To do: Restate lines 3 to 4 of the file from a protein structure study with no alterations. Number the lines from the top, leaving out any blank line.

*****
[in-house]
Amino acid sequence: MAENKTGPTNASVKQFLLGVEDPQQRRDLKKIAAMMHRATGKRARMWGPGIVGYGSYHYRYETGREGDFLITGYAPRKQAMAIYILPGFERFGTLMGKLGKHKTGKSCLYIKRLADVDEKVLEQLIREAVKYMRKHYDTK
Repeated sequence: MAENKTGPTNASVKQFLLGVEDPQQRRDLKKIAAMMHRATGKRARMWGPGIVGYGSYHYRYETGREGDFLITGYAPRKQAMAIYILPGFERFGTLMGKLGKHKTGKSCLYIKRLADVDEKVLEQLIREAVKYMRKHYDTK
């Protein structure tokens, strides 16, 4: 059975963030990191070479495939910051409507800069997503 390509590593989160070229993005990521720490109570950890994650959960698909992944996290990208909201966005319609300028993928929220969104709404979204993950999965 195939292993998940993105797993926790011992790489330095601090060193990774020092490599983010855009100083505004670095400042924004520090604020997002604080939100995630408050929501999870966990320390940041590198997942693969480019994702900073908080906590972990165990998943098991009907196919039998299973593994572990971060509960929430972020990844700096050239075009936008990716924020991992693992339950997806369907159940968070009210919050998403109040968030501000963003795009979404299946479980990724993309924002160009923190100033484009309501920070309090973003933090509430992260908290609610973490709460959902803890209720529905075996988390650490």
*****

Repeated sequence: MAENKTGPTNASVKQFLLGVEDPQQRRDLKKIAAMMHRATGKRARMWGPGIVGYGSYHYRYETGREGDFLITGYAPRKQAMAIYILPGFERFGTLMGKLGKHKTGKSCLYIKRLADVDEKVLEQLIREAVKYMRKHYDTK
């Protein structure tokens, strides 16, 4: 059975963030990191070479495939910051409507800069997503 390509590593989160070229993005990521720490109570950890994650959960698909992944996290990208909201966005319609300028993928929220969104709404979204993950999965 195939292993998940993105797993926790011992790489330095601090060193990774020092490599983010855009100083505004670095400042924004520090604020997002604080939100995630408050929501999870966990320390940041590198997942693969480019994702900073908080906590972990165990998943098991009907196919039998299973593994572990971060509960929430972020990844700096050239075009936008990716924020991992693992339950997806369907159940968070009210919050998403109040968030501000963003795009979404299946479980990724993309924002160009923190100033484009309501920070309090973003933090509430992260908290609610973490709460959902803890209720529905075996988390650490």